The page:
A fine of ₹ 100/- to be levied on the user for not sustaining the minimum account balance and/or not making the smallest number of contributions.

FAQs about National Pension Scheme

How much should I invest in NPS for tax benefit?

Salaried individuals or self-employed can get tax deductions up to ₹ 50,000 in a financial year from NPS. In case one has used the income tax benefit under Section 80C, which offers a maximum tax deduction of ₹ 1.50 Lakh, one can then invest in the NPS and get an additional deduction of ₹ 50,000. That way, one will get total deductions of ₹ 2 Lakh on the income tax liability.

Does NPS come under 80C?

Yes, the deduction of ₹ 1.50 Lakh is available under section 80C of the Income Tax Act. 1961. Visit the Dialabank website for more information regarding the National Pension Scheme

Is the NPS maturity amount taxable?

An individual on maturity at the age of 60 would be able to withdraw up to 60% of the amount without tax payment. The rest, 40% of the amount, would have to be mandatorily used to buy an annuity plan. The annuity received is taxable.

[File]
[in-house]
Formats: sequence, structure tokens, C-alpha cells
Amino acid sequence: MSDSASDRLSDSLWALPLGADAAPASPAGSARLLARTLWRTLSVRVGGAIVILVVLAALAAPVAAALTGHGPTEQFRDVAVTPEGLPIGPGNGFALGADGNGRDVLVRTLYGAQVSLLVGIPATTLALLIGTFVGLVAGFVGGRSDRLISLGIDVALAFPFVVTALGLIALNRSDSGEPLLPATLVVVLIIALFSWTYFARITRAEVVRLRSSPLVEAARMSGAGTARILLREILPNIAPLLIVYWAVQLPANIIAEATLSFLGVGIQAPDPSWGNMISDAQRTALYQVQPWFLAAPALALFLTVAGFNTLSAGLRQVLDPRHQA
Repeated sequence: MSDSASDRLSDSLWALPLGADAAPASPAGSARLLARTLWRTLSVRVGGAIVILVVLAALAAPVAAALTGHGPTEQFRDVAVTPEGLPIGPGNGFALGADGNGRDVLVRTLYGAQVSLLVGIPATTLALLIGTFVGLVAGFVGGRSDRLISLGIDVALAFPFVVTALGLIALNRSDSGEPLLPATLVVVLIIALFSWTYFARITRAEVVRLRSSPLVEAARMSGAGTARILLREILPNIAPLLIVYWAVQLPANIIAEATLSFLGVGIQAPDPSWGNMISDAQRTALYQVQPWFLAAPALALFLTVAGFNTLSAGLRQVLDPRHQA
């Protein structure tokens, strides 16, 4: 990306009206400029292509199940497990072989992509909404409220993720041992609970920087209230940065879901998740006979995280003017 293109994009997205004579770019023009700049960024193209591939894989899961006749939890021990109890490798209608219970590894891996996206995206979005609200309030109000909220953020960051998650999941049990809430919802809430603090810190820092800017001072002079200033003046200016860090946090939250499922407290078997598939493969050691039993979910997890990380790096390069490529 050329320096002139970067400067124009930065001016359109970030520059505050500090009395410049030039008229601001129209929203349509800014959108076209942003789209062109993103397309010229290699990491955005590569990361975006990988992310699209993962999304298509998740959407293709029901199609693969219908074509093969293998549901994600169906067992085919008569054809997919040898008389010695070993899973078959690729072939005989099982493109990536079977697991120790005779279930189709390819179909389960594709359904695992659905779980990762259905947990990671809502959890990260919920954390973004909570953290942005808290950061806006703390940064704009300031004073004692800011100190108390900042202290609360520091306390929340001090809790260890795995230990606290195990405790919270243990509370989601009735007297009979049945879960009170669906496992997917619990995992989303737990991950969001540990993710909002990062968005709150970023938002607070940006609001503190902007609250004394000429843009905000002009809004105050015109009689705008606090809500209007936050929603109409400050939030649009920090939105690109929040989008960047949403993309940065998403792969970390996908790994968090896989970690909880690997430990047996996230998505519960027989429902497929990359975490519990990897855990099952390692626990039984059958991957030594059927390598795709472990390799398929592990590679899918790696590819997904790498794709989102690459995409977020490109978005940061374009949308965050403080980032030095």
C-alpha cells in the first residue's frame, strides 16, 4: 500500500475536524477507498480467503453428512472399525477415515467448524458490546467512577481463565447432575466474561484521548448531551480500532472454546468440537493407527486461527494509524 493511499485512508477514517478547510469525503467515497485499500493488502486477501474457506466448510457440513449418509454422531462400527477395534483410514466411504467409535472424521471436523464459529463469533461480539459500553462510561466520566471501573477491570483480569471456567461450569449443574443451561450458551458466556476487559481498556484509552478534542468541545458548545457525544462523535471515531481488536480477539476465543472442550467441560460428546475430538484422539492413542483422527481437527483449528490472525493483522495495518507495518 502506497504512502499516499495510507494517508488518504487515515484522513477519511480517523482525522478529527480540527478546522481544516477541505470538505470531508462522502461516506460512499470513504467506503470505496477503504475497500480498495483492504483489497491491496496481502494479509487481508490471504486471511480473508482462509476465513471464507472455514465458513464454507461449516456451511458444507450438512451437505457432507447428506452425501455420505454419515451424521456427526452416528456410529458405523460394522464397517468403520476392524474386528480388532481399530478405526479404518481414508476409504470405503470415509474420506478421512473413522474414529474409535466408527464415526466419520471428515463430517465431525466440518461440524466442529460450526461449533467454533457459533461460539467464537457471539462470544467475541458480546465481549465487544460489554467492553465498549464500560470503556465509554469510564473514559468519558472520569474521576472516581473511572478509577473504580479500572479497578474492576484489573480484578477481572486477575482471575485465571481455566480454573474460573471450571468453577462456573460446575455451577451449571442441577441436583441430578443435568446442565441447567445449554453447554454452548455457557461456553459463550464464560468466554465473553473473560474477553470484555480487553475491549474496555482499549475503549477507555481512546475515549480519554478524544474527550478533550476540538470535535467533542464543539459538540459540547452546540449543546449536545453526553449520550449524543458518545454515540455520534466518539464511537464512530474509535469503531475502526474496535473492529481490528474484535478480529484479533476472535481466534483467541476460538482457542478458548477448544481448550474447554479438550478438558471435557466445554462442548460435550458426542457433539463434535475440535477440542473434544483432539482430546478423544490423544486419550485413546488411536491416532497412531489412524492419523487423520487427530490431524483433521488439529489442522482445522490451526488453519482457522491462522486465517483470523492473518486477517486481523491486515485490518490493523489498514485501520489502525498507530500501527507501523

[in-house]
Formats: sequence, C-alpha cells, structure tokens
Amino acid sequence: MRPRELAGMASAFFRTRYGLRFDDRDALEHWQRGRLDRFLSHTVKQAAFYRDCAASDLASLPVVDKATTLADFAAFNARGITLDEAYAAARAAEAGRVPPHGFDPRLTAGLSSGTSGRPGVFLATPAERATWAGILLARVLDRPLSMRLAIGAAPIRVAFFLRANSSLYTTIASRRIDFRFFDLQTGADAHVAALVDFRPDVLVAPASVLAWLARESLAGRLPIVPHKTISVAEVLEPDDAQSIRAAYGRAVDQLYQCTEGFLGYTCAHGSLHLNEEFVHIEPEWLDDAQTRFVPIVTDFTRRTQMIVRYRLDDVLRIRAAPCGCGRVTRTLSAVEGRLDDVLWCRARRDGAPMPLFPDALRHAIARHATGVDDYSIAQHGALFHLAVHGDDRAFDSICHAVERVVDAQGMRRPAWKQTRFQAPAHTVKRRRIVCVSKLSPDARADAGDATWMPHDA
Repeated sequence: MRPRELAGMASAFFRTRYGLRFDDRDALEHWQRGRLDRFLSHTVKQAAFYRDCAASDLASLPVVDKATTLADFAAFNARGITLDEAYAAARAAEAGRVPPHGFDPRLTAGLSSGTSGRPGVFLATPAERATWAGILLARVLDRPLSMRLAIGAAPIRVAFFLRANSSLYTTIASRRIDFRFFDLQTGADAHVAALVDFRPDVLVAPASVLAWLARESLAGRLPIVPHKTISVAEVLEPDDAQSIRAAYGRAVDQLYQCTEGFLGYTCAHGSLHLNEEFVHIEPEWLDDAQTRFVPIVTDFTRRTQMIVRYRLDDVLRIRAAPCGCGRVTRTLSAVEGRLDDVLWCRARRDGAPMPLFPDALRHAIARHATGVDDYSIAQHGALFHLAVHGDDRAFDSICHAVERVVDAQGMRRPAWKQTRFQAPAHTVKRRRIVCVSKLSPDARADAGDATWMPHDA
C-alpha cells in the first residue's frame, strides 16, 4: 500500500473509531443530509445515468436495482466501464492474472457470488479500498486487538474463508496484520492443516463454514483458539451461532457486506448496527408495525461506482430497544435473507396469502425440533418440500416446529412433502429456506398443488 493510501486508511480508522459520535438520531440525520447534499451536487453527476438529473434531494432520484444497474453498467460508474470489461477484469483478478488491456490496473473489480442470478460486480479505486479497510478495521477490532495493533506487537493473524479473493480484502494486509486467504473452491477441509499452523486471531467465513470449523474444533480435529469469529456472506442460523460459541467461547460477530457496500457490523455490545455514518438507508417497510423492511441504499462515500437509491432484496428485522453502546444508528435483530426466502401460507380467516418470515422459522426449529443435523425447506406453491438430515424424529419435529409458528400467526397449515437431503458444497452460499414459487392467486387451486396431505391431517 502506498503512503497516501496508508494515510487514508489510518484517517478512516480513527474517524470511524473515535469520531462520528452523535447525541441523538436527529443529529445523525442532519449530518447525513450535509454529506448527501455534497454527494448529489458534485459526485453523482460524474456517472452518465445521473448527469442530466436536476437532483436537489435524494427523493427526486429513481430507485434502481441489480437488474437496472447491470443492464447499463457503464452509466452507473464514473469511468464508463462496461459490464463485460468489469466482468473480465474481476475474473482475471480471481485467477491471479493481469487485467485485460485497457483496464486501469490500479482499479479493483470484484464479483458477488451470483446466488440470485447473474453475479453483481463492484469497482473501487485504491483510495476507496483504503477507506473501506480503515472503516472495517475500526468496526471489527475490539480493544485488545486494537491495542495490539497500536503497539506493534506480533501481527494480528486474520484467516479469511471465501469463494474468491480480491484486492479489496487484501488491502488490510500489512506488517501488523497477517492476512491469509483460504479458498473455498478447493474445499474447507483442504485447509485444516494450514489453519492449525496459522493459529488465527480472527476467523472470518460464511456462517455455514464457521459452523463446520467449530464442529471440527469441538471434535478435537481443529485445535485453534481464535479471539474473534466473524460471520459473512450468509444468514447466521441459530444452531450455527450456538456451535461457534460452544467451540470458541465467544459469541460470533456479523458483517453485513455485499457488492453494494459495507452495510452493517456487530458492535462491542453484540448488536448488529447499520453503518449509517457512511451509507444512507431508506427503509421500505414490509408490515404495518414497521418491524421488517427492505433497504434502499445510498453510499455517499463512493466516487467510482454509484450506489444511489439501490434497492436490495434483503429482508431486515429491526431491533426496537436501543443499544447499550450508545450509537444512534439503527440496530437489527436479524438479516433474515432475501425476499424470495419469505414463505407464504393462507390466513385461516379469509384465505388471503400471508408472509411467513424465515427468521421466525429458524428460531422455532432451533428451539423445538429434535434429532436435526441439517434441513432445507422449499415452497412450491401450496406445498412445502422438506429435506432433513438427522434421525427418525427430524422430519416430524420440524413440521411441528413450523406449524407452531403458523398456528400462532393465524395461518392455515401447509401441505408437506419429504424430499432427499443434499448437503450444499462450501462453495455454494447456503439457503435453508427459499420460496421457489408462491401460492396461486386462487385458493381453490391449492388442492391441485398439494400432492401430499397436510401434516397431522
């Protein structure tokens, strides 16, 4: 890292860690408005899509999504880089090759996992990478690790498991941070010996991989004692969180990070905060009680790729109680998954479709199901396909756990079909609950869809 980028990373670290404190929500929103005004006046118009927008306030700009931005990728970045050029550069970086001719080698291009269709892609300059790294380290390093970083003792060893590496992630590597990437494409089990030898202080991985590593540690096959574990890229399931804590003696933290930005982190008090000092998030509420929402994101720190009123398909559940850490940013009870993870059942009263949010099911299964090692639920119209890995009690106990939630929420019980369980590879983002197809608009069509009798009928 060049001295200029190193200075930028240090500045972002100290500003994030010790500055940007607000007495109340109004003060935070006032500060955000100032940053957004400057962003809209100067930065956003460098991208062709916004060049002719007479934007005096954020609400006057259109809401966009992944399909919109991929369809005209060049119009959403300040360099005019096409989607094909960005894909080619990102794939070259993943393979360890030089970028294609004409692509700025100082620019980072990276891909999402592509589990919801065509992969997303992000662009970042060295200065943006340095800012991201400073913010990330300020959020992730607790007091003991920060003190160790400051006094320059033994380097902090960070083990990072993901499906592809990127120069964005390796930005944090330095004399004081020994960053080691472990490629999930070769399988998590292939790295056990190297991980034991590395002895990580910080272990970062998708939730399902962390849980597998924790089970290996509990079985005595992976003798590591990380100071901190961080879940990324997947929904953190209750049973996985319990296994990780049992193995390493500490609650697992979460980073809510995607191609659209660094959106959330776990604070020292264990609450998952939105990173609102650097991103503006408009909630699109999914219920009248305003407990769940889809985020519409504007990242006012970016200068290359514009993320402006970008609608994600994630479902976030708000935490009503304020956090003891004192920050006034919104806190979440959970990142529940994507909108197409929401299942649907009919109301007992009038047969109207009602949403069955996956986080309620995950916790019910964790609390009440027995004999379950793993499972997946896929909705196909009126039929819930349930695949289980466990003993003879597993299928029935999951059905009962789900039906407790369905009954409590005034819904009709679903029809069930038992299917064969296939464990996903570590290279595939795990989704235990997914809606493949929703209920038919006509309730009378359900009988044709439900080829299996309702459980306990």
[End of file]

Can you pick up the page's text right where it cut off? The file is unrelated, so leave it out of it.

Which is a better NPS Tier 1 or Tier 2?

It depends on an individual’s requirements. Tier I is a rigid retirement product, whereas Tier II is a flexible investment option with multiple withdrawal options.

Is NPS tax-free on maturity?

NPS is tax-friendly as the complete tax exemption is provided to 60% of the corpus that an investor can withdraw on maturity.

Is NPS tax exempted?

NPS, or the National Pension scheme, offers tax exemptions to the investors of up to ₹ 1.50 Lakh as per section 80C and up to ₹ 2 Lakh as per section 80CCD. Apart from that, salaried NPS investors can also claim tax exemptions on NPS on the employer’s contributions.